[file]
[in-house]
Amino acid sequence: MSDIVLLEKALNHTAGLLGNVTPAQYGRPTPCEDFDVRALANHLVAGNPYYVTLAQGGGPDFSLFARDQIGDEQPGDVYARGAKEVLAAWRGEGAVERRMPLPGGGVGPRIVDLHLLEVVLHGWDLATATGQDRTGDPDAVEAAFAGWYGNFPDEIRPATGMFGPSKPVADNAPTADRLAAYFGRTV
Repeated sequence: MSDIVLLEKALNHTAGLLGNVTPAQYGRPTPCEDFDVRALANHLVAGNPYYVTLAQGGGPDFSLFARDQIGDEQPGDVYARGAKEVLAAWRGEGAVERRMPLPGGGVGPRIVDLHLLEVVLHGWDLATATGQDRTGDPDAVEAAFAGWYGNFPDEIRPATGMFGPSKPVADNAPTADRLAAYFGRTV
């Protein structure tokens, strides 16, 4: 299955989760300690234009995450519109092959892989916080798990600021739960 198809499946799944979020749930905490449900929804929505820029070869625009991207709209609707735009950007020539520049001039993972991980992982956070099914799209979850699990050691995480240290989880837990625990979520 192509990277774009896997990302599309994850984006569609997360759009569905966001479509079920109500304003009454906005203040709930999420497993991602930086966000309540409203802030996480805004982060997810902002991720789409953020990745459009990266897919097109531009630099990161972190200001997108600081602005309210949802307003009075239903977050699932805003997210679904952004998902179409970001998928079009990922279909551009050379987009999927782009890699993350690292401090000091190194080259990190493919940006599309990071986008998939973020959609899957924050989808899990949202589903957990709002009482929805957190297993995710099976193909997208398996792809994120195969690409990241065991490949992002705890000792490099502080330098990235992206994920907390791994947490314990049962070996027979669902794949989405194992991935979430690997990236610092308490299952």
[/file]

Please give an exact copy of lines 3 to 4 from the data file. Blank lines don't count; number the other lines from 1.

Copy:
Repeated sequence: MSDIVLLEKALNHTAGLLGNVTPAQYGRPTPCEDFDVRALANHLVAGNPYYVTLAQGGGPDFSLFARDQIGDEQPGDVYARGAKEVLAAWRGEGAVERRMPLPGGGVGPRIVDLHLLEVVLHGWDLATATGQDRTGDPDAVEAAFAGWYGNFPDEIRPATGMFGPSKPVADNAPTADRLAAYFGRTV
């Protein structure tokens, strides 16, 4: 299955989760300690234009995450519109092959892989916080798990600021739960 198809499946799944979020749930905490449900929804929505820029070869625009991207709209609707735009950007020539520049001039993972991980992982956070099914799209979850699990050691995480240290989880837990625990979520 192509990277774009896997990302599309994850984006569609997360759009569905966001479509079920109500304003009454906005203040709930999420497993991602930086966000309540409203802030996480805004982060997810902002991720789409953020990745459009990266897919097109531009630099990161972190200001997108600081602005309210949802307003009075239903977050699932805003997210679904952004998902179409970001998928079009990922279909551009050379987009999927782009890699993350690292401090000091190194080259990190493919940006599309990071986008998939973020959609899957924050989808899990949202589903957990709002009482929805957190297993995710099976193909997208398996792809994120195969690409990241065991490949992002705890000792490099502080330098990235992206994920907390791994947490314990049962070996027979669902794949989405194992991935979430690997990236610092308490299952």